Destination: Santa Fe Indian Market
Held the third weekend in August every year, the Santa Fe Indian Market celebrated its 90th birthday in 2011. Over at the Tahoma Blog, I wrote about Geronima Cruz Montoya, an artist who was six years old when the Market started, grew up to be an artist and teacher, and still paints and exhibits at Indian Market. The Santa Fe Indian Market is the largest and most prestigious showing of American Indian art held anywhere in the world. It is a great place to get an introduction to the many different cultures and styles of art that we have across this continent.
Today I’d like to give you some tips for enjoying Indian Market. It is not too early to plan for next year, is it?
1. Avoid high-priced hotels and rent an apartment from HomeAway or VRBO. And rent early. The apartment we found, big enough for at least four people, had a view to die for from the balcony and was decorated to the max with Southwestern art.
The fully equipped kitchen and the comfy beds guaranteed a cozy home away from home that was perfect for those moments when we were not busy with Market activities. This apartment is close to the Plaza (allegedly walking distance, but save your feet for walking up and down the rows of booths. Drive and park near the Plaza.) This condo was reasonably priced–not hiked up just for the special event. ($158 per night, including taxes.)
2. Because we had an apartment, we did not have to worry about shoehorning into the Santa Fe restaurants. We visited the nearby Sunflower Market and Albertson’s and for under $100, fed three people most meals for four days. Yes, they have fantastic restaurants in Santa Fe, and if you want to try them out, I recommend coming early or staying after the Market, because getting in during the busy market time is quite a challenge.
3. Believe it or not, perusing the art of the 1100 artists, and watching some great entertainment at the Market is FREE. But if you have never been before, you might want to spring for $50 to go to the Preview showing on Friday night when the prizes are announced. The admission charge includes membership into SWAIA, (Southwest Association for Indian Arts) the sponsoring organization.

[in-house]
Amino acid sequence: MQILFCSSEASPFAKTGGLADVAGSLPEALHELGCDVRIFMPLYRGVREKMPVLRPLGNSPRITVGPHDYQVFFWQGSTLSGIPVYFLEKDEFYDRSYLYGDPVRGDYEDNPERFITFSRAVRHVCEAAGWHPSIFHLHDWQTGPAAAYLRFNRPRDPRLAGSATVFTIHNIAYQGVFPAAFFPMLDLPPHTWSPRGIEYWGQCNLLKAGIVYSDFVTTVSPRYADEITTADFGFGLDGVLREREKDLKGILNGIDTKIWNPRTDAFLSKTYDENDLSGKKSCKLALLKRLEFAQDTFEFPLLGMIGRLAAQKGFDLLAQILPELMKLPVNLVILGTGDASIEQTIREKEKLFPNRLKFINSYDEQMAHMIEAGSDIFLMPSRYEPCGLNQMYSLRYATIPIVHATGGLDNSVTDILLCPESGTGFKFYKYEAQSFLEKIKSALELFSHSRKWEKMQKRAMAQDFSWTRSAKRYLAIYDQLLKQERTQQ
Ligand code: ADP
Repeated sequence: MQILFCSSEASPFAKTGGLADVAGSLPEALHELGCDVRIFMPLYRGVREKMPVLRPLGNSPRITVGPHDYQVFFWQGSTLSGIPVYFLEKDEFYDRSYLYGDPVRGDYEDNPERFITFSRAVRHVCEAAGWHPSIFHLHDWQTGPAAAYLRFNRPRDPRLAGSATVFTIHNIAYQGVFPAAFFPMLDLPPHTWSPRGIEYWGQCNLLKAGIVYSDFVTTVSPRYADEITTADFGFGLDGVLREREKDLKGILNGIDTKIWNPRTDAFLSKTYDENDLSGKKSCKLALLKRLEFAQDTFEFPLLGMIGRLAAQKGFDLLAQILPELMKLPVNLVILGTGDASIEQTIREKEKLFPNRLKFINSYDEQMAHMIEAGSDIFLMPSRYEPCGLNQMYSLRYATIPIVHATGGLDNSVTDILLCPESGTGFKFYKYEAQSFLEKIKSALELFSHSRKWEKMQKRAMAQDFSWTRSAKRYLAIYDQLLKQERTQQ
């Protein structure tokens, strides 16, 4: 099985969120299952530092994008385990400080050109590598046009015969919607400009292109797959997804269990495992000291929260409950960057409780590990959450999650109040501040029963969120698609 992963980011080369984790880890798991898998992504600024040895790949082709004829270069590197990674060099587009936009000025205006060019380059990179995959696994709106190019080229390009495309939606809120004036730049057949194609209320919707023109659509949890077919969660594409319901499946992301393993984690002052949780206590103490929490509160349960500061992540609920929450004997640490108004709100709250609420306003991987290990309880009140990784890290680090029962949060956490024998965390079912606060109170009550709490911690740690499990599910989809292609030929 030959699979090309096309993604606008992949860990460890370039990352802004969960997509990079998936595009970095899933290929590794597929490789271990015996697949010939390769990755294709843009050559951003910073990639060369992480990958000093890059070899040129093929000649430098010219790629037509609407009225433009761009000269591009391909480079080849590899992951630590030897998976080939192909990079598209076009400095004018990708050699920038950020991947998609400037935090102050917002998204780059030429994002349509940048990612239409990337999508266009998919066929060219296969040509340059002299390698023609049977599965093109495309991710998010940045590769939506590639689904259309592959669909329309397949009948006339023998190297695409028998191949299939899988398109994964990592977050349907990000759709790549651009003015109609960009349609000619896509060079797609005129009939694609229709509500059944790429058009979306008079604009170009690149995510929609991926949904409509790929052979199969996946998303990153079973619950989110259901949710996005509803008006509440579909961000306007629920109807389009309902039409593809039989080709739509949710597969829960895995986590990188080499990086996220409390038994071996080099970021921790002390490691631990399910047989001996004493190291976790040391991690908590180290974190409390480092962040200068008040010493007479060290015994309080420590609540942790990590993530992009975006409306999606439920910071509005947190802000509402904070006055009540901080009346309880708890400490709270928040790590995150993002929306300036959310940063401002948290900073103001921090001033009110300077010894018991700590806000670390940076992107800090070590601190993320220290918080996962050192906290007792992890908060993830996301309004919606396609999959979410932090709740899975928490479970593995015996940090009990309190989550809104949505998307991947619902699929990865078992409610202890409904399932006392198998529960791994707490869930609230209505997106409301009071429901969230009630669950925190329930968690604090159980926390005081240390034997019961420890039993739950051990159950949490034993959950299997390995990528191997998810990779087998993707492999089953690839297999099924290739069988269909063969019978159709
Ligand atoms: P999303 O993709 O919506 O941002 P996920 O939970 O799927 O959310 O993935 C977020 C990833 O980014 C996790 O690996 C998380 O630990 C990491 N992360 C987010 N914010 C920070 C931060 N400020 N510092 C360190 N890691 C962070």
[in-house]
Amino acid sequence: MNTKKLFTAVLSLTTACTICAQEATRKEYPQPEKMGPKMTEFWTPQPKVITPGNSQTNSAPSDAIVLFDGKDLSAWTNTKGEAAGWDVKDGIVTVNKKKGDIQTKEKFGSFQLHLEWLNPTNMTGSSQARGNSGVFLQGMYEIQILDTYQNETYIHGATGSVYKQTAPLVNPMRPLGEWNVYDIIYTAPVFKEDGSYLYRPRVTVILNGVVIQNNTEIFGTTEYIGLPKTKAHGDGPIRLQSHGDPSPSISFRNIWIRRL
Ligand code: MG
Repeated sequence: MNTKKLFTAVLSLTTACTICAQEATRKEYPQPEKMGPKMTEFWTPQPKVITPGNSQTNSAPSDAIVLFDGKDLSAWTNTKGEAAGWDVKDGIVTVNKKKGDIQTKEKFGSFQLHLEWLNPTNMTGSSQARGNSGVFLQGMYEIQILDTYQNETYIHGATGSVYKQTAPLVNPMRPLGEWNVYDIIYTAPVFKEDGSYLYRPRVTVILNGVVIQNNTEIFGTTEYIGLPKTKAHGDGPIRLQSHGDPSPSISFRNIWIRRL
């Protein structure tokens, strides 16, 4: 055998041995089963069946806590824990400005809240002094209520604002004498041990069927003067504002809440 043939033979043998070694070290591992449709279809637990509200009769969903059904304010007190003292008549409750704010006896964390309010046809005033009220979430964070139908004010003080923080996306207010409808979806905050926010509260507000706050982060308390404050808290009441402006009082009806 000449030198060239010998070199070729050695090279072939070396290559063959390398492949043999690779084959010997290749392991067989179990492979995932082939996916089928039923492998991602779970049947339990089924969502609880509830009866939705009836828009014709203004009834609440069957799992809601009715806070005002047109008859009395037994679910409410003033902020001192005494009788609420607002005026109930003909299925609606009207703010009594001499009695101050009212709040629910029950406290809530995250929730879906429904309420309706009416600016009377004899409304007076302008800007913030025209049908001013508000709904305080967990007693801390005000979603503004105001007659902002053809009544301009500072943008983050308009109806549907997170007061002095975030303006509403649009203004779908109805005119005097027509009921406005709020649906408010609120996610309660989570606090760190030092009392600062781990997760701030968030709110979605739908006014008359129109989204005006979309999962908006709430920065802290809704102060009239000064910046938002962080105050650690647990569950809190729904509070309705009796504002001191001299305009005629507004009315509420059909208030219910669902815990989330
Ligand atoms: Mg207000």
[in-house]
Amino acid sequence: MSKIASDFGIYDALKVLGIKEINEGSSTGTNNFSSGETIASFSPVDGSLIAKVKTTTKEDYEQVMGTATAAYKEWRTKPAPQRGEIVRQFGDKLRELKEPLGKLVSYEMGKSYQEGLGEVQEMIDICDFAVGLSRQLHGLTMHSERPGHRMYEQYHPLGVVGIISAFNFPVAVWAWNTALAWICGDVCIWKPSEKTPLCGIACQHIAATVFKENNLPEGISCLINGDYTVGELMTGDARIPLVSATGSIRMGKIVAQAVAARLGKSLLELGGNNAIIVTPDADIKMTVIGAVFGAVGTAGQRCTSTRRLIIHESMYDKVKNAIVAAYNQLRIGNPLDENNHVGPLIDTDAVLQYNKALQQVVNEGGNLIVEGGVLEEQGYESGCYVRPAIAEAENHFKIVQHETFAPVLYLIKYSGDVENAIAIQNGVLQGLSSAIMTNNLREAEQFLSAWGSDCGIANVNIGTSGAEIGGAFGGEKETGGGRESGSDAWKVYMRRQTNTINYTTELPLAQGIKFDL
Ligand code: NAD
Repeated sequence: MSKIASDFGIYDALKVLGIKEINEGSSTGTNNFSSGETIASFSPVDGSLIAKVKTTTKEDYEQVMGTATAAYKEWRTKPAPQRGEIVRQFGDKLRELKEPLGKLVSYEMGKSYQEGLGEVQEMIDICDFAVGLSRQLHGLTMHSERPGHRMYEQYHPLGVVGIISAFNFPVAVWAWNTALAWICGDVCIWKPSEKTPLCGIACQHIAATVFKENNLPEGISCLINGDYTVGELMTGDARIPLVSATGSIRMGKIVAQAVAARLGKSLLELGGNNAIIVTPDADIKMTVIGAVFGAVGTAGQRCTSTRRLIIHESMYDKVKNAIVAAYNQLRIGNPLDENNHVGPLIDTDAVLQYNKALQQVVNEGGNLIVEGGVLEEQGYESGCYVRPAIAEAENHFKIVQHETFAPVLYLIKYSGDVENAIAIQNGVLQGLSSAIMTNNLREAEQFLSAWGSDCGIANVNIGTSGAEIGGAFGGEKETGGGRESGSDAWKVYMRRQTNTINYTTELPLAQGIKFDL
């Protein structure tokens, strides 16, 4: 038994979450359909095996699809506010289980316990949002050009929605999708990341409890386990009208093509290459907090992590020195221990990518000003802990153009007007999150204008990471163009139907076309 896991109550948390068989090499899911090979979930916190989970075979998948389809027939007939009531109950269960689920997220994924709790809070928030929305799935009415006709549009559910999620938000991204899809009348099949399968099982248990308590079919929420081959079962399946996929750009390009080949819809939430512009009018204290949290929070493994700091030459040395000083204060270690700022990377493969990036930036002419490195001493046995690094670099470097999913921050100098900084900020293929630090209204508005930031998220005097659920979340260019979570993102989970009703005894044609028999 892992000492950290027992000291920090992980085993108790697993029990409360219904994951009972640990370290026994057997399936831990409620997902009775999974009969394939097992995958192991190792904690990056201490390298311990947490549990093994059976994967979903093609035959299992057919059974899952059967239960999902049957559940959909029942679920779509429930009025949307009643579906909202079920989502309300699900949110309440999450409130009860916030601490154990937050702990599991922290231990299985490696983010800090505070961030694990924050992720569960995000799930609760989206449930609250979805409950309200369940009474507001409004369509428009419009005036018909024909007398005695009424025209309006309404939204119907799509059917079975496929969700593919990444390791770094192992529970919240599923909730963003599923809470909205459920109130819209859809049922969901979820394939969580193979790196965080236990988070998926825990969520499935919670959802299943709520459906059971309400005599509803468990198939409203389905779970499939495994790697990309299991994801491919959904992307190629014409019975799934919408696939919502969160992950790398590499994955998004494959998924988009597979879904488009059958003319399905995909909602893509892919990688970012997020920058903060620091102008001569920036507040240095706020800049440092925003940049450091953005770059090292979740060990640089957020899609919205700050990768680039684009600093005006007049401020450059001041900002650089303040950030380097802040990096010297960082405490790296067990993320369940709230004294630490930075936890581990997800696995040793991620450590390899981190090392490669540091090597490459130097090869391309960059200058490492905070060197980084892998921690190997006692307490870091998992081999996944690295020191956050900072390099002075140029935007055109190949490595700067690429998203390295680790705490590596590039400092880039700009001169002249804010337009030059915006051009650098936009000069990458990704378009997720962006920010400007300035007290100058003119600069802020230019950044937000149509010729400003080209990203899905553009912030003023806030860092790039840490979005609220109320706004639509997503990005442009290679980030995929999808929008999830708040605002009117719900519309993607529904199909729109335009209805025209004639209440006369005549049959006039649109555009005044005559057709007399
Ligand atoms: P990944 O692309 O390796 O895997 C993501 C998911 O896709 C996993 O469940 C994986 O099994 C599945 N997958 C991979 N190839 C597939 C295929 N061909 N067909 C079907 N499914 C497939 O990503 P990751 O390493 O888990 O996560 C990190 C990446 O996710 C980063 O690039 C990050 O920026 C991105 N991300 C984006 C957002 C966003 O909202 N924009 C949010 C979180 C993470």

See pictures of some of the art available in this post at Tahoma Blog.
4. Pick up a guide to the Market on Friday so you can plan ahead, and particularly so you can see where you want to park. There are plenty of parking places near the Plaza, but they generally cost $10 a day. With some, you can show your receipt and come back in depending on availability. We like the one directly behind the Cathedral, entered from Paseo de Peralta.
5. The market runs from 7:00 a.m. on Saturday and Sunday morning until 5:00 pm. If you come a few days early, you can take advantage of tie-ins at galleries throughout town (there are hundreds) and at the wonderful museums like the Wheelwright, the Indian Arts and Culture Museum, or the Folk Arts Museum on Museum Hill a few miles away from the center of town or the New Mexico Museum of Art on the Plaza, or the Georgia O’Keefe and other museums near the Plaza.
Speaking of tie-ins at galleries, Adobe Gallery is currently running an exhibit of paintings by Quincy Tahoma and held a reception for Charnell and me on opening night of the show–Thursday before the Market weekend.
6. Wear comfy shoes and carry a lightweight bag to gather any items you can’t resist buying. Don’t forget your camera. Vendors sell water and coffee and other essentials to keep body together, but expect to take breaks whenever you have a chance to sit down. Restaurants around the Plaza, including those in the historic La Fonda, a former Harvey Hotel are open during the Market.
7. As a book lover, you’ll also want to make a stop at Collected Works, just three short blocks from the Plaza take the street that runs past the Baskins Robbins store on the SW corner of the Plaza and turn left on Galisteo Street. But save your appetite for the delicious pastries, coffees and teas served in the Bookstore’s Cafe.
Here’s a slide show overview of a few of the treats for the eye at Santa Fe’s 90th Indian Market–pottery, painting, fiber art, jewelry, costumes, and skateboarding(?), ending with the rainbow that led to this pot of gold.
Most of the photos in this post were taken by Ken Badertscher or Vera Marie Badertscher. Charnell Havens is the photographer that captured the beautiful rainbow. All rights reserved on all photos. Please ask before copying.